Green Update–>The Runaway Prius, and Some Thoughts on EVs

Just what Toyota needed: a Prius that took off on its own, hit speeds up to 94 mph (I didn’t think they went that fast), and took a San Diego man for a harrowing 30-mile ride. It’s all over the news today because, in part, Toyota just finished testifying again that the acceleration problem was under control, saying that “the causes are well known and that remedies are addressing many of them.”

Wait a minute, “many of them”? How reassuring, particularly after some cars are experiencing the problem even after being fixed. The company put together a group of experts on Monday to refute a study by an Illinois professor (which did seem kind of bogus), but the meeting apparently raised as many questions as it answered.

Then comes poor James Sikes, who told his story to the California Highway Patrol and the news cameras.

Edmunds’ Inside Line thinks his story may be a phony, but their “evidence” of such is pretty flimsy. However, they do have a video showing how easy it is to put the Prius in neutral even while accelerating. I wonder if this would be true if, for instance, the cruise control was taking over (which may have been what happened to Sikes). Any engineers out there want to offer an opinion?

We have devoted, some would say, too much space on this blog to the sudden acceleration issue already, but it brings to mind the fact that hybrids and EVs—which many consider the cars of the future—are not immune to things like driver error and safety failures. There is no getting away from the downside of technology.

A recent article (and book) claims we need to rethink and redesign the automobile, which has remained pretty much the same since Henry Ford. The key is not just the kind of sustainability carmakers are already thinking about and presenting us with in current hybrids and EVs; it’s rethinking and reengineering personal transportation entirely. From the ground up.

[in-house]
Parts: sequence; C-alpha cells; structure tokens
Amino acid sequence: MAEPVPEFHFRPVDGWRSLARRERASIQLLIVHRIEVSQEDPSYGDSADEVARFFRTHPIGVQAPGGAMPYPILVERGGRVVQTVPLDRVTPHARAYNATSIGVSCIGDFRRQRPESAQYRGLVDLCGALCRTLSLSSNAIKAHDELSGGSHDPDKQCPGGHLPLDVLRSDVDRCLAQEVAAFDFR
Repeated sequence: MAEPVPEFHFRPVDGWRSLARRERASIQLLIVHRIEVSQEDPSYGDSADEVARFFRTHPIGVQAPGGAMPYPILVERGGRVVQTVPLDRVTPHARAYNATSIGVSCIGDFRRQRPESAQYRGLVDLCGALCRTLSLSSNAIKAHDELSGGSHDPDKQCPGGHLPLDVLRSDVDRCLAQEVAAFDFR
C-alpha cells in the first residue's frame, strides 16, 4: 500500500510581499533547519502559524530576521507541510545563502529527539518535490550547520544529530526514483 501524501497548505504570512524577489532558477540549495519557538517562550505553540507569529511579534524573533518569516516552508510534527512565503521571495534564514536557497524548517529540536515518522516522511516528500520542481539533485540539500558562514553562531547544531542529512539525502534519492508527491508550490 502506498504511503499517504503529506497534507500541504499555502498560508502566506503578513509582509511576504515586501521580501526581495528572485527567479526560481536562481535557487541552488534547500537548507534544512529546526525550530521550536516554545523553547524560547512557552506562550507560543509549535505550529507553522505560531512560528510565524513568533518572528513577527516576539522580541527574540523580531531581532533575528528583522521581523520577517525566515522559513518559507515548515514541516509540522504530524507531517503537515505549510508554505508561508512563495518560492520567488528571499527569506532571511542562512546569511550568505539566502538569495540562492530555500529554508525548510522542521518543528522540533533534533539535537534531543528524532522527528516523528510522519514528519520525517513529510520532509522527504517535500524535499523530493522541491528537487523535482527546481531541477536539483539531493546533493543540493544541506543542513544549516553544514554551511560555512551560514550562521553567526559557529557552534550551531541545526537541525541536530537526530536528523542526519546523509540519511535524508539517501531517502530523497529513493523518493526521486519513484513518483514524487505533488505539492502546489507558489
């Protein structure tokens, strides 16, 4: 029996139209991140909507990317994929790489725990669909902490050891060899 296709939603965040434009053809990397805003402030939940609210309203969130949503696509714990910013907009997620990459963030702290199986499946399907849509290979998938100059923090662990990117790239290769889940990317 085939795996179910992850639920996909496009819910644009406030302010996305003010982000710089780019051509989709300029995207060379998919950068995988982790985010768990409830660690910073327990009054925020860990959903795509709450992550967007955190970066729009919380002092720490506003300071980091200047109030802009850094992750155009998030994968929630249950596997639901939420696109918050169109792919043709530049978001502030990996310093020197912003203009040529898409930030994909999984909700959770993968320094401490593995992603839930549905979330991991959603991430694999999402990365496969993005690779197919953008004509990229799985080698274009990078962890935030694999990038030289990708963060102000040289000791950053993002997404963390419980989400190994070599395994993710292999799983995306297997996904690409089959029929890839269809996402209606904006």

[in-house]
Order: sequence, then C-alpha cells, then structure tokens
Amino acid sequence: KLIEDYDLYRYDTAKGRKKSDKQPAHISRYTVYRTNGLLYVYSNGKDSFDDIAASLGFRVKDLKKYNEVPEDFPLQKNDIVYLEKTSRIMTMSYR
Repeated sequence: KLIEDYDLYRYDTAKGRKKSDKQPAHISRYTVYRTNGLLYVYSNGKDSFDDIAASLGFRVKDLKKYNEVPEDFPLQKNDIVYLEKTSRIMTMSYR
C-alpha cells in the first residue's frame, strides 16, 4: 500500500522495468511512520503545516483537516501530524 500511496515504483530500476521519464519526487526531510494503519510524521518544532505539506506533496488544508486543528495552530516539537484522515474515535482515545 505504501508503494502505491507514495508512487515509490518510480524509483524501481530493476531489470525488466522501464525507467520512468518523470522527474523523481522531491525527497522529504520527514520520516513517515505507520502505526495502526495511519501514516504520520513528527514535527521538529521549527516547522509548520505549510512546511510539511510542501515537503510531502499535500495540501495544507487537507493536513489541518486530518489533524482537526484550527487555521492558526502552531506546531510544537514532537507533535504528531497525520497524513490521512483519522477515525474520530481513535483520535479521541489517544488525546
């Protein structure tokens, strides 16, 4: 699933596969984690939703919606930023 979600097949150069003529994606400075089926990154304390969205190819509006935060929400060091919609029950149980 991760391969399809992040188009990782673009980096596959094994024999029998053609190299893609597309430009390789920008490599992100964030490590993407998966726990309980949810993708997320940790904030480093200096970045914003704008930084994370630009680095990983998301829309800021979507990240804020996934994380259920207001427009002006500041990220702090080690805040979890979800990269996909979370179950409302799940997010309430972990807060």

For the present, carmakers are placing their bets on hybrids first, to be followed by EVs. Yet there are certain “inconvenient truths” about electrics that everyone needs to acknowledge. A good explanation of these appeared on MPGomatic in January, and I recommend it to you. If nothing else, it illuminates the roadblocks that have to be overcome in the near future. For the long term, cars will likely become very different animals.

Give us your thoughts on the runaway Prius. Is Sikes making it all up, and if so, why?


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  1. The whole time I was reading this article I was thinking how easy it would be for someone to avoid a speeding ticket now by blaming the car. I wonder what percentage of the runaway acceleration claims have been verified.

    I don’t dispute that there may be some genuine claims, but surely there must be some way to stop a car that’s engine is running away. I’m not so sure about the hybrids though. I believe they have computer controlled electric motors directly connected to the drive wheels without a clutch in between. If this is the case, maybe basic safety regulations should necessitate a big red emergency disconnect button on the dash somewhere that cuts off the motor power feed and connects them through a ridiculously simple secondary system that is also connected to the brake pedal, so the driver can bring the car to a controlled stop.

    Of course, they could also go the way of the space program, albeit at additional cost, and have redundant systems. I remember from a long time ago hearing that spacecraft are designed with three independent control systems that each calculate their own mission critical parameters, then the three results are compared and if one differs it is vetoed.

  2. Even here in rural, mountainous West Virginia, I don’t believe it is possible to go 94 mph for 30 miles and not get stopped by a state trooper, run into another car, or negotiate even the slightest turn. I’ve driven the freeways around San Diego and find it inconceivable that you could dart in and out of traffic at that speed for so long without doing harm to you or someone else. Indeed there is something fishy here. Even OJ wasn’t going anywhere near that fast.

  3. It’ll probably come out that Sikes is a former NUMMI employee and upset at Toyota or was hired by another automaker to make his claim. Something seems fishy about his story.

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